More insurance providers are providing cybersecurity insurance as losses mount from hacks, ransomware and other attacks.
Cybersecurity insurance is projected to grow from $3.89 billion in 2017 to $23.07 billion by 2025, thanks in no part to a sharp increase in cyber attacks. However, cybersecurity insurance is a relatively new product and has some kinks to iron out.
The rise of cybersecurity is commensurate with the rise in losses due to breaches. The average cost of a breach to a company increased 5% to $3.86 million, according to a 2018 study by Ponemon. The study also claims that data sources holding over 10k records faced an astounding 26% chance of a material breach involving lost or stolen records. In 2014, major retailers Target and Home Depot dealt with major breaches, costing them $300 million and $161 million respectively.
Stolen records aren’t the only type of cyber threat to companies. Ransomware, advanced persistent threat and distributed denial of service attacks also pose significant threats.
Cybersecurity insurance is growing across many industries--finance, IT, healthcare, manufacturing and healthcare. Finance was an early adopter of the insurance and continues to dominate market share. IT is growing at a healthy clip of 27.8% because of the volume of data they house.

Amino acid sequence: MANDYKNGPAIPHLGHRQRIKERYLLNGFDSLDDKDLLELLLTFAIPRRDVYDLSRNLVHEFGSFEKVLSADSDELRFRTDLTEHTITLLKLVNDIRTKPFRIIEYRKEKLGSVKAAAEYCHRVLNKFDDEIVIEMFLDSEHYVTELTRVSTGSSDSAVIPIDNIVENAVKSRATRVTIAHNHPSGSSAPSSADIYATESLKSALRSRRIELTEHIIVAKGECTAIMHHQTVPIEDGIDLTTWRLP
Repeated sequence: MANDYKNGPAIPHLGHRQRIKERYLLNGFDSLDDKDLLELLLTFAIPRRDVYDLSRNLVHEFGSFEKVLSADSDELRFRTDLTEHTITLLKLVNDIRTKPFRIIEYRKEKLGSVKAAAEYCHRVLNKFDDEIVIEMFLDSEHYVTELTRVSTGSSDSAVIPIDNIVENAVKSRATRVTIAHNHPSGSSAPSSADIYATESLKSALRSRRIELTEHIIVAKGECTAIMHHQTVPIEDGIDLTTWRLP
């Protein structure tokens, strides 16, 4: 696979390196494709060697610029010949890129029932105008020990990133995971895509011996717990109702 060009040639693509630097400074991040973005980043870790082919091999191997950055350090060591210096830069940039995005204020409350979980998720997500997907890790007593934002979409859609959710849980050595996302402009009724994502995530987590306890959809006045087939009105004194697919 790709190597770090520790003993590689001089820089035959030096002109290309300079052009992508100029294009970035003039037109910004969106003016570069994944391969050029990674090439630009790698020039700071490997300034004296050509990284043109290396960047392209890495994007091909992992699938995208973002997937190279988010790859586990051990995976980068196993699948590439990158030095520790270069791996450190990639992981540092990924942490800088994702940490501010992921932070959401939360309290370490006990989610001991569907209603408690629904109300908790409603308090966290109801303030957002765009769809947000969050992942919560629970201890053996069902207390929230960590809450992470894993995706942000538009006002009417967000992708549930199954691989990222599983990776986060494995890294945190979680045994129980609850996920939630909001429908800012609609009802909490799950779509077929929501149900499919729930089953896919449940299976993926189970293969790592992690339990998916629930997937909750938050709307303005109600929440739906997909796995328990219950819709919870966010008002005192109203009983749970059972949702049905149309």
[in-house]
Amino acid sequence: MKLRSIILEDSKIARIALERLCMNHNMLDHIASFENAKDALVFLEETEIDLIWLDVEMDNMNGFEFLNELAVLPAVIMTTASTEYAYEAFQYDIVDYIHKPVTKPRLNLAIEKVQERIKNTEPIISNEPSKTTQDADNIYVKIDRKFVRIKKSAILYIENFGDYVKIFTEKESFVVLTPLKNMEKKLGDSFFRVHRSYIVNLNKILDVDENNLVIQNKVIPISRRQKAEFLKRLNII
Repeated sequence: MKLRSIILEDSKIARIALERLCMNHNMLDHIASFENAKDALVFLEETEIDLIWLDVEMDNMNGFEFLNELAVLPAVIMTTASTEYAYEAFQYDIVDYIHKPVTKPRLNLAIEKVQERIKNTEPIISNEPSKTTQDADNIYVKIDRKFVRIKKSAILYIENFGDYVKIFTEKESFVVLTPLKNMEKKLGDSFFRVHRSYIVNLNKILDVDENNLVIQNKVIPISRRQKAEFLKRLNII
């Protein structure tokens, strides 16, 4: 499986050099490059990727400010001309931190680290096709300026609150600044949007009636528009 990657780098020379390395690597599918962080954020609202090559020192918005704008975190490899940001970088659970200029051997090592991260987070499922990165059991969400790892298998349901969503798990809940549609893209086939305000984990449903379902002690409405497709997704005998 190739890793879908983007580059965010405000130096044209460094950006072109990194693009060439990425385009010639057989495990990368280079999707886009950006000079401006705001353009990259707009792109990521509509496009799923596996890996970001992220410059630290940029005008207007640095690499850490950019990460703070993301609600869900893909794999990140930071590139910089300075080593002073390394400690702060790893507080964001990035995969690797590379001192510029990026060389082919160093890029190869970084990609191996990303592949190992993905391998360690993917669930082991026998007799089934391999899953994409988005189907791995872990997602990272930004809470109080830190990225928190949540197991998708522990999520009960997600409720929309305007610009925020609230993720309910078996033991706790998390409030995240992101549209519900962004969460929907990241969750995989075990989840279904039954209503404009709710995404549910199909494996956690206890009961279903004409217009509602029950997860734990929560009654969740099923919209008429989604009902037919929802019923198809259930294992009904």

Healthcare data is highly coveted by hackers because it can be maliciously used in many different ways. An individually breached health record costs healthcare organizations $380, well over the $141 average. This is why 78% of healthcare organizations carry cybersecurity insurance. The hospitality and gaming industries are using more cybersecurity insurance. Insurance broker Marsh reports to have seen a 67% increase in purchases in this sector.
New regulations (GDPR, HIPAA, PII) and the increase in connected devices have also contributed to the rise of cybersecurity insurance purchases.
Challenge for Insurers
The challenges for cybersecurity is assessing risk and potential damages. Insurers need to understand each company’s security apparatus to gauge whether it’s sufficient enough for current threats. They may struggle to acquire the necessary data to make an accurate assessment. Many companies are required to self asses, meeting requirements by the insurer in order to gain coverage.
Though damages due to cybersecurity are trending upwards, pricing has actually dropped 0.6% in Q4 2018 in the U.S. due to an increase in supply.